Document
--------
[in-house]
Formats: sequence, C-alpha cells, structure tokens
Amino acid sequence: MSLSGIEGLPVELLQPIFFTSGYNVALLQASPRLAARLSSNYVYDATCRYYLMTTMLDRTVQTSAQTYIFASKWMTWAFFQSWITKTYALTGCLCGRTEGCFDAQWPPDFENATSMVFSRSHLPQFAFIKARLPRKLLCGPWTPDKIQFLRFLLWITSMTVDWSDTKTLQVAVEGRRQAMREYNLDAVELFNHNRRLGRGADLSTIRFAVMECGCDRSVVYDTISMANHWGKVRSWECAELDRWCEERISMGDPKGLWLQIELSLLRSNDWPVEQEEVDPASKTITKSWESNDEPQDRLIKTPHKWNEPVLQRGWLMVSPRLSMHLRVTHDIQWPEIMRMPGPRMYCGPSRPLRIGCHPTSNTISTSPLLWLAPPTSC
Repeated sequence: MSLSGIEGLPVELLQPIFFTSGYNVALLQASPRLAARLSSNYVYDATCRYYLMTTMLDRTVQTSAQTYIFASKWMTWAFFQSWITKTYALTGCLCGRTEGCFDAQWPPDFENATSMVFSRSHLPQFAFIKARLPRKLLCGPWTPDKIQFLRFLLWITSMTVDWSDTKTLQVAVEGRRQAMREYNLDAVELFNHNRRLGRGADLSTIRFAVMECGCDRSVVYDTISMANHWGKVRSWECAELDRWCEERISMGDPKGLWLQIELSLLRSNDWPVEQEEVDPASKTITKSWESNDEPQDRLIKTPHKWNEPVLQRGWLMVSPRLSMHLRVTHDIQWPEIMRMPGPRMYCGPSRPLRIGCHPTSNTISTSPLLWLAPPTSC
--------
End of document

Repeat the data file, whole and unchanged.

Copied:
[in-house]
Formats: sequence, C-alpha cells, structure tokens
Amino acid sequence: MSLSGIEGLPVELLQPIFFTSGYNVALLQASPRLAARLSSNYVYDATCRYYLMTTMLDRTVQTSAQTYIFASKWMTWAFFQSWITKTYALTGCLCGRTEGCFDAQWPPDFENATSMVFSRSHLPQFAFIKARLPRKLLCGPWTPDKIQFLRFLLWITSMTVDWSDTKTLQVAVEGRRQAMREYNLDAVELFNHNRRLGRGADLSTIRFAVMECGCDRSVVYDTISMANHWGKVRSWECAELDRWCEERISMGDPKGLWLQIELSLLRSNDWPVEQEEVDPASKTITKSWESNDEPQDRLIKTPHKWNEPVLQRGWLMVSPRLSMHLRVTHDIQWPEIMRMPGPRMYCGPSRPLRIGCHPTSNTISTSPLLWLAPPTSC
Repeated sequence: MSLSGIEGLPVELLQPIFFTSGYNVALLQASPRLAARLSSNYVYDATCRYYLMTTMLDRTVQTSAQTYIFASKWMTWAFFQSWITKTYALTGCLCGRTEGCFDAQWPPDFENATSMVFSRSHLPQFAFIKARLPRKLLCGPWTPDKIQFLRFLLWITSMTVDWSDTKTLQVAVEGRRQAMREYNLDAVELFNHNRRLGRGADLSTIRFAVMECGCDRSVVYDTISMANHWGKVRSWECAELDRWCEERISMGDPKGLWLQIELSLLRSNDWPVEQEEVDPASKTITKSWESNDEPQDRLIKTPHKWNEPVLQRGWLMVSPRLSMHLRVTHDIQWPEIMRMPGPRMYCGPSRPLRIGCHPTSNTISTSPLLWLAPPTSC